On the Method of Raising Seedling Potatoes

[ On the Method of Raising Seedling Potatoes ]

Date: 1795/03/28

Publication Format



Nova Scotia

Source: Weekly Chronicle
Institution: Nova Scotia Archives | Source Origin: Nova Scotia Newspapers on Microfilm


Instructions on how to raise potatoes from seed from someone with experience on the peninsula of Halifax.

Image courtesy of Nova Scotia Archives and found in Nova Scotia Newspapers on Microfilm, reel 8165.


On the method of raising 
TAKE of the apples of any sort of potatoes,
hang them up in a warm room, during the
winter, and in the spring separate the seeds from
the pulp, by washing the apples in water, and
pressing them with the fingers. Then dry the
seeds upon paper--otherwise when the apples are 
thoroughly ripe press out the seeds and dry them
on paper.
    In the month of April sow these seeds in drills,
in a bed of earth well dug and manured with
rotten dung. When the plants are about an inch
high, draw a little earth up to them with a hoe,
in order to lengthen their main roots. When 
they are about three inches high, dig them up
with a spade, and separate them carefully from
each other, in order for planting out in the fol-
lowing manner.
    Prepare a piece of fresh ground by trench-
ing it well. Dig up the seedling plants as before
directed, and plant them out in the ground thus
prepared, in such a manner that there shall be
sixteen inches between every plant. As they ad-
vance in growth, let them receive one or two
earthings up, in order to lengthen the main root,
and to encourage the shoots under ground.
    By this management they will in the course of
one season, arrive at the size of hen’s eggs, and
the haulm or stalks will be as vigorous as if sets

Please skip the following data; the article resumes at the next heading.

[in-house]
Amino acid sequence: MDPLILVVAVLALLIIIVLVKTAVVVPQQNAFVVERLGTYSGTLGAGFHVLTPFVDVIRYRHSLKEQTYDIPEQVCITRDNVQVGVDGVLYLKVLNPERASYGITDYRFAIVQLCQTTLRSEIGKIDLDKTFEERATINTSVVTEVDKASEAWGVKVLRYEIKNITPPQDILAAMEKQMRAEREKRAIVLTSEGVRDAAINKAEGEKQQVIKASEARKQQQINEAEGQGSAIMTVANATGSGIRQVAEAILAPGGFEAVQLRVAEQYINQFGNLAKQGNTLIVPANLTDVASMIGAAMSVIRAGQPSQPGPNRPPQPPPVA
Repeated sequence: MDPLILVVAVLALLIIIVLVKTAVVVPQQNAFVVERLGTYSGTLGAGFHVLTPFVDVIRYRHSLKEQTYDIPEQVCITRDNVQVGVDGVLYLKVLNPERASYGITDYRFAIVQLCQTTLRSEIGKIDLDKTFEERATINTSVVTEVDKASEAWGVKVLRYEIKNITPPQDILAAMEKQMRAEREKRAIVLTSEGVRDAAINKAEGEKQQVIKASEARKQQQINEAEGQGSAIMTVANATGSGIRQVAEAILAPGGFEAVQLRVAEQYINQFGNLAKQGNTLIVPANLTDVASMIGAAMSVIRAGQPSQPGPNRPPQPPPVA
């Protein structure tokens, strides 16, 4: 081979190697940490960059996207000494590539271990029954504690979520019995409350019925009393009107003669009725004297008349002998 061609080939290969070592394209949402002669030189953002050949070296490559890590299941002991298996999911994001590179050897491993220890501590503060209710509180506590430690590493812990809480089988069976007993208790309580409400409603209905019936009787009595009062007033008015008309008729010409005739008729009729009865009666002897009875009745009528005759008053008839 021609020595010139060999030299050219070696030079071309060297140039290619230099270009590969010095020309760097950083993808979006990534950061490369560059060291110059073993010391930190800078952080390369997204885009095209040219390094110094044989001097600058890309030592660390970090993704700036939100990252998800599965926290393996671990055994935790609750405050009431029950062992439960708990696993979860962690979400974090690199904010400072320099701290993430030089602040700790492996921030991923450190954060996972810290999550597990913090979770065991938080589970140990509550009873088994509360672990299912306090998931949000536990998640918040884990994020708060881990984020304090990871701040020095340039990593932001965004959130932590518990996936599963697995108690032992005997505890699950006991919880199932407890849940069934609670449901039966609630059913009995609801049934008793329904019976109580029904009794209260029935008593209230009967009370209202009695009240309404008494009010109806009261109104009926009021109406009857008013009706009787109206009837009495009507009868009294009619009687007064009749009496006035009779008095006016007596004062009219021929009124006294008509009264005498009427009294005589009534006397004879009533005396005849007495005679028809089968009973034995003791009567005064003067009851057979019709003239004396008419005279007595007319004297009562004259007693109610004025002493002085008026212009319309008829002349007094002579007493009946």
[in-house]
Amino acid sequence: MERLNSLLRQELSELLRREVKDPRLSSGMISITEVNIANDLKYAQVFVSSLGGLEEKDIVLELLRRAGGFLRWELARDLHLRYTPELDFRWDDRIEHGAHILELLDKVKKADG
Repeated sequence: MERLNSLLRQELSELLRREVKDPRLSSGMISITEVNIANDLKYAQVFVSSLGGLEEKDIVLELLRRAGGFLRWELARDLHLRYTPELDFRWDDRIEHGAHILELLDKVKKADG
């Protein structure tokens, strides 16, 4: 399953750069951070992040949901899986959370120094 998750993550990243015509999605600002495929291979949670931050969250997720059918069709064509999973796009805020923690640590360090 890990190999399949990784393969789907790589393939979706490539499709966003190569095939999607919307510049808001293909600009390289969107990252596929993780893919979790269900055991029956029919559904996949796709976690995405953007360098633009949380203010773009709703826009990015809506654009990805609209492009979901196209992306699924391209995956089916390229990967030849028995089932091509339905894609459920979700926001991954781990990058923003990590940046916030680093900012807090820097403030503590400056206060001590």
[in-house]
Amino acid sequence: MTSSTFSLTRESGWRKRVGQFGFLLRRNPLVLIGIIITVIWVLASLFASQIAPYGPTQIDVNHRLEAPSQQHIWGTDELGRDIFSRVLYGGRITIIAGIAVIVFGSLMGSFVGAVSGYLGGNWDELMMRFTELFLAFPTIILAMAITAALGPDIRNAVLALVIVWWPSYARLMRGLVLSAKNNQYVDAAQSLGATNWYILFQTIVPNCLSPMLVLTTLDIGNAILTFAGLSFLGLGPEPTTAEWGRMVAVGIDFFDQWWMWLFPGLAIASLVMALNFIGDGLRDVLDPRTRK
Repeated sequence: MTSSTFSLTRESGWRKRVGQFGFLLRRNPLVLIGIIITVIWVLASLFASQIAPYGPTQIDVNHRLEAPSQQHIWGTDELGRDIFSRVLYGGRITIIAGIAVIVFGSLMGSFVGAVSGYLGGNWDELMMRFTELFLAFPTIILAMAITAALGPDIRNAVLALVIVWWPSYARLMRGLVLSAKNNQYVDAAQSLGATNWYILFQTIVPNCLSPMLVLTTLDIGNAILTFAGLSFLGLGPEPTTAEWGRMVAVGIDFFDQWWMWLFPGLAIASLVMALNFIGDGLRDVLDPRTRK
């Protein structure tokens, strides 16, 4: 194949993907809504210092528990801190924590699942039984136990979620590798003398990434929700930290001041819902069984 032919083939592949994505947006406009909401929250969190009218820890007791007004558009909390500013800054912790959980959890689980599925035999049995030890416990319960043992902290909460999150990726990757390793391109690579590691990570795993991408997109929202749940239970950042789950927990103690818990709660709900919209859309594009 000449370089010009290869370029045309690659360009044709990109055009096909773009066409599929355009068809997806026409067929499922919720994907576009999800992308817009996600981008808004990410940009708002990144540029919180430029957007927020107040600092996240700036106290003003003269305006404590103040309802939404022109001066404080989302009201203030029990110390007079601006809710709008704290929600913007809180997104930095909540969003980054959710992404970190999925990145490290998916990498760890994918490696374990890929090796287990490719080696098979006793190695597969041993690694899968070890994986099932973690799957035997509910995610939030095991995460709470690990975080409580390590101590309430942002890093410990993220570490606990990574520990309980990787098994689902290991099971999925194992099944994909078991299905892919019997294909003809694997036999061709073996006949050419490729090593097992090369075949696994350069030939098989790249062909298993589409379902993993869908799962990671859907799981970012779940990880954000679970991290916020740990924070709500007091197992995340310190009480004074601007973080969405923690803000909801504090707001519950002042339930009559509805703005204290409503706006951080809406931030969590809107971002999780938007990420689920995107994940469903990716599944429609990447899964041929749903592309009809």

or cuttings had been planted, and although this
may seem impossible, at least, very improbable to

the unexperienced readers, yet one experiment
properly conducted, will convince them other-
wise, as I have experienced upon the peninsula of
    By the method commonly used by unexperien-
ced Farmers in general of raising potatoes from
seed, they are always two and probably three years
in bringing them to their full size. By the above
method of transplanting with wide distances, ma-
ny of the potatoes nearly attain their full size in
one season. 
    It is observable that these seedlings produce
potatoes of all the different kinds; and sometimes
new sorts are procured.
    Potatoes when propagated from sets or cuttings,
after a number of years, are found to decrease in
bearing; for which reason they should be brought
back every 10, 12, or 14 years to their origi-
    For want of attention to this circumstance, I
have known potatoes to run out, that they hardly
return treble seed. The farmer complains his
land is tired of them, but the true cause is the
age of the sets.
    The encrease of potatoes raised from seed is
truly astonishing. They continue in vigour from
about ten to fourteen years, according to the soil,
after which the produce gradually declines.